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as the title states, which $f_n$ converge uniformly on $[0,1]$

(i) $f_n(x)=\frac{x}{1+nx}~~~~~$ (ii) $f_n(x)=\frac{nx}{e^{nx^2}}~~~~$ (iii)$f_n(x)=n^{\frac{1}{2}}x(1-x)^{n}$

there are another 3 more but these are the ones ive done so far and i want to make sure my work is correct.

definition of pointwise convergence is

$$\forall \epsilon > 0, \wedge x\in[0,1] ~ \exists N\in\mathbb{N}. \text{s.t for } n>N \Longrightarrow |f_n(x)-f(x)|\leq \epsilon$$

then uniform convergence is

$$\forall \epsilon > 0,\exists N\in \mathbb{N} \text{ s.t } \forall n>N \Longrightarrow \sup_{x\in[0,1]}|f_n(x)-f(x)| \leq \epsilon $$

so for each of the above i just need to make sure that they first converge pointwise. then see if they converge uniformly. (now it's been a while since i last did this so i may be rusty which is why i'm looking for confirmation that i'm doing it right)

first things first, for (i): $$\lim_{n \longrightarrow \infty}f_n(x)=\lim_{n \longrightarrow \infty}\frac{x}{1+nx}=\lim_{n \longrightarrow \infty}\frac{n}{n}\frac{x/n}{1/n+x}=0 \text{ as }n \rightarrow \infty $$ so the function converges pointwise to the zero function (yes?)

so if this is uniformly convergent the limit of the sup of this function should also converge to the zero function so $$\sup_{x\in [0,1]}|f_n(x)-f|=\sup_{x\in [0,1]}|f_n(x)|=\sup_{x\in [0,1]}|\frac{x}{1+nx}|=\frac{1}{1+n}=0 \text{ as } n\rightarrow \infty$$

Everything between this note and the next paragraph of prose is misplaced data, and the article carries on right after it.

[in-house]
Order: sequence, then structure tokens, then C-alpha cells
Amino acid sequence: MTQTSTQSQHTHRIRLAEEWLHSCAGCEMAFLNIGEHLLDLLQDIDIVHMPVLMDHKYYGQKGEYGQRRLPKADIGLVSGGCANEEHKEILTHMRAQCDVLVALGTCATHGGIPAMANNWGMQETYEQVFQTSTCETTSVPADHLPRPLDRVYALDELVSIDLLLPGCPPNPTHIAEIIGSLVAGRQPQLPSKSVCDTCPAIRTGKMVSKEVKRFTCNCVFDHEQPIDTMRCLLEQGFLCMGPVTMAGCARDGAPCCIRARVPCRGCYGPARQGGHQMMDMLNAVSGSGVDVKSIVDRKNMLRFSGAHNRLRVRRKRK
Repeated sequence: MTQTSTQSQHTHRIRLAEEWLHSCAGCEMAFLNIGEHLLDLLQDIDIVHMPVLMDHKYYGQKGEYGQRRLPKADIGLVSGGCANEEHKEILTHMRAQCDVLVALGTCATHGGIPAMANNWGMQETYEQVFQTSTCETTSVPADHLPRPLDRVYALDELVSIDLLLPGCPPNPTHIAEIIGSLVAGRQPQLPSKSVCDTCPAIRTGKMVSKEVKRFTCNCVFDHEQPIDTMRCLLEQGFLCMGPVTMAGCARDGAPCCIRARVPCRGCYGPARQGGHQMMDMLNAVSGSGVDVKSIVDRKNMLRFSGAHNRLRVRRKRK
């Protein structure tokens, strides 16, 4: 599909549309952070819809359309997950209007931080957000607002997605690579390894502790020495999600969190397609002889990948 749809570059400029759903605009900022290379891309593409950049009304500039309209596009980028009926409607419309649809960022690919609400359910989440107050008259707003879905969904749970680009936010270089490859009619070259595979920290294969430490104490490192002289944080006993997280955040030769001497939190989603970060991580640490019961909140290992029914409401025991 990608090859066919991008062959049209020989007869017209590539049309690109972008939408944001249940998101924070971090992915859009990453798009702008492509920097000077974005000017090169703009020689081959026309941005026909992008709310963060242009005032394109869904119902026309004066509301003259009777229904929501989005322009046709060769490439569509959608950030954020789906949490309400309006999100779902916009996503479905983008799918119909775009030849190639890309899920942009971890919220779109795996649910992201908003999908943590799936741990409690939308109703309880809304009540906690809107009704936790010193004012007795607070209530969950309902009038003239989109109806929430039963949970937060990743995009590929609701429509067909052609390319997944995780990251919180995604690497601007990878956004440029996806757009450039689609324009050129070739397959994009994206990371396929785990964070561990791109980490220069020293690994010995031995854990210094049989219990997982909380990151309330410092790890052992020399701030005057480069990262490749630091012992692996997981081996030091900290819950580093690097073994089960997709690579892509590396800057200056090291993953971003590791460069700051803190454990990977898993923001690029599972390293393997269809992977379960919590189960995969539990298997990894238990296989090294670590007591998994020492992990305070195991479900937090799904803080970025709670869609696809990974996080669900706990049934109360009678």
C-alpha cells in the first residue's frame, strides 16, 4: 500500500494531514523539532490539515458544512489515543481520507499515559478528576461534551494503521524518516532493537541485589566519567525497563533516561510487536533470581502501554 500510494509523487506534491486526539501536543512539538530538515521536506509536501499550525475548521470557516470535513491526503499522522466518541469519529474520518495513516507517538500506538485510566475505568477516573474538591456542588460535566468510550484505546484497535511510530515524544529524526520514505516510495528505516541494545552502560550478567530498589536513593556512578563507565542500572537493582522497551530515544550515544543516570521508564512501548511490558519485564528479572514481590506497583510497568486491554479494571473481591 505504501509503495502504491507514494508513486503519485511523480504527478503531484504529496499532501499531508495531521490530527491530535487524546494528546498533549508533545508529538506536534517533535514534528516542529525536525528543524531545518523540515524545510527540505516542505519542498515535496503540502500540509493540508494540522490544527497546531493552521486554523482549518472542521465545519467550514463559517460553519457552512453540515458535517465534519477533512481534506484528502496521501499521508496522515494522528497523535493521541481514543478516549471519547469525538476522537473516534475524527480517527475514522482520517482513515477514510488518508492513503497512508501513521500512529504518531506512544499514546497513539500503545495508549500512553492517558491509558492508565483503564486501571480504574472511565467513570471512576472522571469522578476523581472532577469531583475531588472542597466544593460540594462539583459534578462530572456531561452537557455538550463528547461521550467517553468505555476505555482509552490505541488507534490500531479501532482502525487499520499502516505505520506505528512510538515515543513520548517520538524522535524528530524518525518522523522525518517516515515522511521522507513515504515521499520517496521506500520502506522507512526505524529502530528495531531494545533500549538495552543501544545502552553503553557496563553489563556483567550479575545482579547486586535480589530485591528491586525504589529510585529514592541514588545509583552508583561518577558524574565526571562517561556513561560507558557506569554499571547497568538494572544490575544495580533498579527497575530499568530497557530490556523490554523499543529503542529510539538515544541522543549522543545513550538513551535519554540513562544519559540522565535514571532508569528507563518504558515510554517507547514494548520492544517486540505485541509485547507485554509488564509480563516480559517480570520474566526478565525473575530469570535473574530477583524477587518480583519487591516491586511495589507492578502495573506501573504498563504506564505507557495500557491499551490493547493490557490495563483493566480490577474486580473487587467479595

so it does converge uniformly. (yes?)

i use similiar reasoning on (ii) to argue that also converges uniformly and on (iii) i find $$\lim_{n \longrightarrow \infty}f_n(x)=\lim_{n \longrightarrow \infty}n^{\frac{1}{2}}x(1-x)^{n}$$ for x = 0 or 1 we have $f_n(x)=0~\forall n$

which i believes suggests $$0 \leq f_n(x) \leq 0 $$ which suggests $$f_n(x)=0$$ and alternative arguement which i'm more confident about is the idea that $(1-x)^{n}\rightarrow 0$ faster than $x\sqrt{n} \rightarrow \infty$ which would give me the same limit of $0$

am i on the right tracks?

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With regard to (iii):

For $0 \leqslant x < 1$, we have

$$ 1- x = \frac{1-x}{1-x +x} = \frac{1}{1 +\frac{x}{1-x}},$$

and using Bernoulli's inequality ($(1+a)^n > na$) it follows that

$$f_n(x) = n^{1/2}x(1-x)^n = \frac{n^{1/2}x}{\left(1 +\frac{x}{1-x}\right)^n} < \frac{n^{1/2}x}{\frac{nx}{1-x}} = \frac{1-x}{n^{1/2}}< \frac{1}{n^{1/2}}.$$

Since $f_n(1) = 0$ we have $|f_n(x)| < n^{-1/2}$ for all $x \in [0,1]$ and the convergence $f_n(x) \to 0$ is uniform.

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Your first two arguments look fine to me. In the third example you cannot conclude that the function is identically zero from the fact that it is at the boundaries. The second idea is better, but you can just compute the derivative of $f$, find that it vanishes at $x=\frac{1}{1+n}$ and using $f''$ that this is a maximum, which goes to zero roughly as $n^{-1/2}$. Then you can fix some $\epsilon$ and check the condition for uniform convergence to the zero function (since $f \geq 0$ in $[0,1]$) by computing the right $n$.

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